Consider the following two statements:
- We do not have good reason to believe evolutionary theory to be true.
- Scientific irrealism holds.
Now claim (2) entails that science does not give us good reasons to believe propositions to be true. Moreover, the following claim is uncontroversial:
- All the good reasons for believing evolutionary theory to be true are scientific in nature.
But here is an oddity about discourse in our society: There is a lot more outrage against scholars who assert (1) than against scholars who assert (2).
Is there a justification for such a differential attitude?
An explanation for the differential attitude is that those who assert (1) frequently are motivated by religious considerations, while those who assert (2) are rarely motivated by religious considerations (unless they accept occasionalism, like many Muslims, or they are led to (2) by way of (1)). But unless one has a good argument for why it is inappropriate to accept or deny a scientific claim on religious grounds, this explanation of the differential attitude is no justification. Certainly it isn't be a necessary truth that it is inappropriate to affirm or deny scientific claims on religious grounds, unless necessarily God doesn't exist: for if God exists, then he in principle could reveal facts that are of purely scientific interest, or facts of religious interest that entail facts of scientific interest.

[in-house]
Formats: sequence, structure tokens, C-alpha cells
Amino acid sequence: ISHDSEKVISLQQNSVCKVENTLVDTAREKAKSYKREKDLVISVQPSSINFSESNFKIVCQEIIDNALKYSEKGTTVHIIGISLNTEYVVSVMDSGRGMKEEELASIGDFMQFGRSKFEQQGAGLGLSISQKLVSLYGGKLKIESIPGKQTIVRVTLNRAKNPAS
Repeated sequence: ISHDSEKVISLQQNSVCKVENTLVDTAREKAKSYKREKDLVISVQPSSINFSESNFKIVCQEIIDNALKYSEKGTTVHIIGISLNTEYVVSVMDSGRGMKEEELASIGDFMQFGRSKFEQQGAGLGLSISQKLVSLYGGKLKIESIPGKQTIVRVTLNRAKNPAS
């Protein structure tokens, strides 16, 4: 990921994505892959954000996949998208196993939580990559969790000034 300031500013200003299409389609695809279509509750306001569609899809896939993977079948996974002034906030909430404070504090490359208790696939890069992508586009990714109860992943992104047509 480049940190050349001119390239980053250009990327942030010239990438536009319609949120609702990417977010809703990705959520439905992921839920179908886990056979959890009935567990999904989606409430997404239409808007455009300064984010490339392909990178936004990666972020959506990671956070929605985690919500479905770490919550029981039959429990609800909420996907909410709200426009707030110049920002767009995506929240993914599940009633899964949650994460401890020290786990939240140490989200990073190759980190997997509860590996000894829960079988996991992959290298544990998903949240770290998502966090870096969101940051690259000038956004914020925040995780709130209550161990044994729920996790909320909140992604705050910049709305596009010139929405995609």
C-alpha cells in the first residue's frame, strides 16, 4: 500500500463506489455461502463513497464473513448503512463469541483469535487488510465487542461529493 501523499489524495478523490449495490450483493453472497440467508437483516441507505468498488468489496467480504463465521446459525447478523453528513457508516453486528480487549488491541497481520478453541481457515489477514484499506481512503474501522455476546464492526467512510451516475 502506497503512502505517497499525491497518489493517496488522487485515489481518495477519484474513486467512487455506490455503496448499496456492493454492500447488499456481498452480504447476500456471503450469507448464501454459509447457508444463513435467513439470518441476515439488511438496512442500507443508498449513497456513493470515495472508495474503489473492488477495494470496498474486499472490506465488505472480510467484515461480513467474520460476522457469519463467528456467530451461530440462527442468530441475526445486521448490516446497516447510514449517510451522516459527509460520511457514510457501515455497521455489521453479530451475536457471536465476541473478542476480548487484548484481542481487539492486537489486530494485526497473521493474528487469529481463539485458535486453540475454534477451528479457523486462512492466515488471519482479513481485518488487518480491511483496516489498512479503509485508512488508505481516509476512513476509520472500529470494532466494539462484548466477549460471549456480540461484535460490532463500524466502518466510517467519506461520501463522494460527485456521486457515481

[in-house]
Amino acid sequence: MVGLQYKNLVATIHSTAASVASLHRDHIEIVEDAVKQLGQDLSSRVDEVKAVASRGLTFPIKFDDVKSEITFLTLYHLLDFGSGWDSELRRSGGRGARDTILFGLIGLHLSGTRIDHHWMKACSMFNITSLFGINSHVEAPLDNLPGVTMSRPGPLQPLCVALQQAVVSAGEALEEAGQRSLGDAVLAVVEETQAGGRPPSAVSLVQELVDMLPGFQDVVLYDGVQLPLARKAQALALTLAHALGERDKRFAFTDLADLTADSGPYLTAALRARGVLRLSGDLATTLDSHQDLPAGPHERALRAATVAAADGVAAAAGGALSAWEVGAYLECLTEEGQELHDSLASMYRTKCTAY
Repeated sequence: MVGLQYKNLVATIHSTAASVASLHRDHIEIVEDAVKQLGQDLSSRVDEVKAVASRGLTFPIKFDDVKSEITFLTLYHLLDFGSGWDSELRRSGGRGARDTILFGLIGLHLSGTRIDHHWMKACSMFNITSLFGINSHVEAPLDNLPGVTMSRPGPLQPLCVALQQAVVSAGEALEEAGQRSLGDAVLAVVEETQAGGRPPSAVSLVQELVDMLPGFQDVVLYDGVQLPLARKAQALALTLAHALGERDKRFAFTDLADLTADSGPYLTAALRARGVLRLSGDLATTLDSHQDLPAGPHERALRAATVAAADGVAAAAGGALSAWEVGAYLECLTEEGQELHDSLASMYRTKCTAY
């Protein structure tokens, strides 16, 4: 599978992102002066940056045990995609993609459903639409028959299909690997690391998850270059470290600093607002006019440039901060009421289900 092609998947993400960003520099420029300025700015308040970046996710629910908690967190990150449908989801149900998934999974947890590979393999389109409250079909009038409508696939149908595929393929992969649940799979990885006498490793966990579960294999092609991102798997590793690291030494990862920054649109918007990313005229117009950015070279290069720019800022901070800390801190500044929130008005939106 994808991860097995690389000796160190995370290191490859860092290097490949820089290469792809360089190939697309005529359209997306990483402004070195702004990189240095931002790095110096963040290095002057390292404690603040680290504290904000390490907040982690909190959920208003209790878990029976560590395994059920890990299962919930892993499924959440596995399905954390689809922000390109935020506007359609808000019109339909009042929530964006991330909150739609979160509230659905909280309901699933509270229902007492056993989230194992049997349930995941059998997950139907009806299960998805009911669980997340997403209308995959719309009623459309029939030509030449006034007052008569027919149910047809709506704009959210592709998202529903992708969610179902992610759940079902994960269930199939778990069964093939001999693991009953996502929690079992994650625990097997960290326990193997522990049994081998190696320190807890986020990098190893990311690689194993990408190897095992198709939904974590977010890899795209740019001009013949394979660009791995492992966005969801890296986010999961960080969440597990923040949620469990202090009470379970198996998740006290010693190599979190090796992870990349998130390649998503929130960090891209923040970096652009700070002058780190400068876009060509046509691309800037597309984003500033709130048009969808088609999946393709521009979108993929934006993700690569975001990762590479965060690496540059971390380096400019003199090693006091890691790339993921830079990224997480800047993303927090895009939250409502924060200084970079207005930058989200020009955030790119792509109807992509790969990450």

Maybe, though, the explanation is like this. If someone asserts (1) by itself, we assume that she doesn't hold (2) (just as someone who says that Elbonians are not human is assumed to think non-Elbonians are). But in fact the only good reason for holding (1) is (2). However, simply the fact that someone believes something for a bad reason surely doesn't justify the kind of outrage that is involved here. After all, one might believe (2) for very bad reasons indeed.
Personally, I deny (2). As for (1), my views are rather complex—I accept common descent and natural selection as a major force, I accept that Behe-Dembski style arguments fail to establish Intelligent Design, but I am also convinced that we do not know that every event in the evolutionary history of every animal was naturalistic.